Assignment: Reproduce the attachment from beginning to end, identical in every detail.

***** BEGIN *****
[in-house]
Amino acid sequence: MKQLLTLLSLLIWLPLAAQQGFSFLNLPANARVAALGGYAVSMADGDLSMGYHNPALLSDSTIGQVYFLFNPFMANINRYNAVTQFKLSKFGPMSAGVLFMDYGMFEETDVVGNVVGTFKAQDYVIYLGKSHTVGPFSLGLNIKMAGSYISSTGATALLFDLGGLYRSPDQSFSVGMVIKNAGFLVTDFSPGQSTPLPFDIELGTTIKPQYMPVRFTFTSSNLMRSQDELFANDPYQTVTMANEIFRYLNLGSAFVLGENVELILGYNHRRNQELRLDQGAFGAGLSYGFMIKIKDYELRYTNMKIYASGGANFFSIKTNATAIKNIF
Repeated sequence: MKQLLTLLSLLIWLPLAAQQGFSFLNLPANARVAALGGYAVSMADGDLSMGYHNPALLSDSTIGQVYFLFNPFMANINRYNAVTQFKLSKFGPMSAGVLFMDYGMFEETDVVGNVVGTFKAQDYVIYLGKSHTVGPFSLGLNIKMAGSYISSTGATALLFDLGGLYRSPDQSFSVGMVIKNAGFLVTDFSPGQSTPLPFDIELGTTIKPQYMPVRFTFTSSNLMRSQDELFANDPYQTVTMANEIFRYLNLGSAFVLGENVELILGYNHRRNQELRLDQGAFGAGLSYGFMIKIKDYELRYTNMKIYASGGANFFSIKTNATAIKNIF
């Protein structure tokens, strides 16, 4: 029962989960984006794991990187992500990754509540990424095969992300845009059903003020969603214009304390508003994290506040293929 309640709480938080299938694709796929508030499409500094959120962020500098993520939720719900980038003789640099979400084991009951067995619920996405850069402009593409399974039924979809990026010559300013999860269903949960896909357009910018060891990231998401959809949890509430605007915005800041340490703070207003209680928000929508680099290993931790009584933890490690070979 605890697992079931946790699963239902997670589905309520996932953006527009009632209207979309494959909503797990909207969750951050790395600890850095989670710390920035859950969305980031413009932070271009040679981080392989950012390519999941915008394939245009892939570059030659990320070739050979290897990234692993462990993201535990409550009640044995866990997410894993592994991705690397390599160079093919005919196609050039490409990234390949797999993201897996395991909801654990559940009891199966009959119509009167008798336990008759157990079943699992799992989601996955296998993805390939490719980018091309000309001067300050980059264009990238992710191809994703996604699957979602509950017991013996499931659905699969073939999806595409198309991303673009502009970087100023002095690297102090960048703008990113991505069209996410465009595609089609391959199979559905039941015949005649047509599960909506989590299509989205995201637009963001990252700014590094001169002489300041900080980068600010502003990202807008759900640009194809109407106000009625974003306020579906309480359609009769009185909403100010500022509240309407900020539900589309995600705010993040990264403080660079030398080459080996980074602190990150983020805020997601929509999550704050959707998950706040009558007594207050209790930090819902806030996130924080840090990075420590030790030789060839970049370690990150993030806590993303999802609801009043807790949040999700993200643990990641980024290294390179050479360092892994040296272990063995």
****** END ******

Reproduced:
[in-house]
Amino acid sequence: MKQLLTLLSLLIWLPLAAQQGFSFLNLPANARVAALGGYAVSMADGDLSMGYHNPALLSDSTIGQVYFLFNPFMANINRYNAVTQFKLSKFGPMSAGVLFMDYGMFEETDVVGNVVGTFKAQDYVIYLGKSHTVGPFSLGLNIKMAGSYISSTGATALLFDLGGLYRSPDQSFSVGMVIKNAGFLVTDFSPGQSTPLPFDIELGTTIKPQYMPVRFTFTSSNLMRSQDELFANDPYQTVTMANEIFRYLNLGSAFVLGENVELILGYNHRRNQELRLDQGAFGAGLSYGFMIKIKDYELRYTNMKIYASGGANFFSIKTNATAIKNIF
Repeated sequence: MKQLLTLLSLLIWLPLAAQQGFSFLNLPANARVAALGGYAVSMADGDLSMGYHNPALLSDSTIGQVYFLFNPFMANINRYNAVTQFKLSKFGPMSAGVLFMDYGMFEETDVVGNVVGTFKAQDYVIYLGKSHTVGPFSLGLNIKMAGSYISSTGATALLFDLGGLYRSPDQSFSVGMVIKNAGFLVTDFSPGQSTPLPFDIELGTTIKPQYMPVRFTFTSSNLMRSQDELFANDPYQTVTMANEIFRYLNLGSAFVLGENVELILGYNHRRNQELRLDQGAFGAGLSYGFMIKIKDYELRYTNMKIYASGGANFFSIKTNATAIKNIF
């Protein structure tokens, strides 16, 4: 029962989960984006794991990187992500990754509540990424095969992300845009059903003020969603214009304390508003994290506040293929 309640709480938080299938694709796929508030499409500094959120962020500098993520939720719900980038003789640099979400084991009951067995619920996405850069402009593409399974039924979809990026010559300013999860269903949960896909357009910018060891990231998401959809949890509430605007915005800041340490703070207003209680928000929508680099290993931790009584933890490690070979 605890697992079931946790699963239902997670589905309520996932953006527009009632209207979309494959909503797990909207969750951050790395600890850095989670710390920035859950969305980031413009932070271009040679981080392989950012390519999941915008394939245009892939570059030659990320070739050979290897990234692993462990993201535990409550009640044995866990997410894993592994991705690397390599160079093919005919196609050039490409990234390949797999993201897996395991909801654990559940009891199966009959119509009167008798336990008759157990079943699992799992989601996955296998993805390939490719980018091309000309001067300050980059264009990238992710191809994703996604699957979602509950017991013996499931659905699969073939999806595409198309991303673009502009970087100023002095690297102090960048703008990113991505069209996410465009595609089609391959199979559905039941015949005649047509599960909506989590299509989205995201637009963001990252700014590094001169002489300041900080980068600010502003990202807008759900640009194809109407106000009625974003306020579906309480359609009769009185909403100010500022509240309407900020539900589309995600705010993040990264403080660079030398080459080996980074602190990150983020805020997601929509999550704050959707998950706040009558007594207050209790930090819902806030996130924080840090990075420590030790030789060839970049370690990150993030806590993303999802609801009043807790949040999700993200643990990641980024290294390179050479360092892994040296272990063995």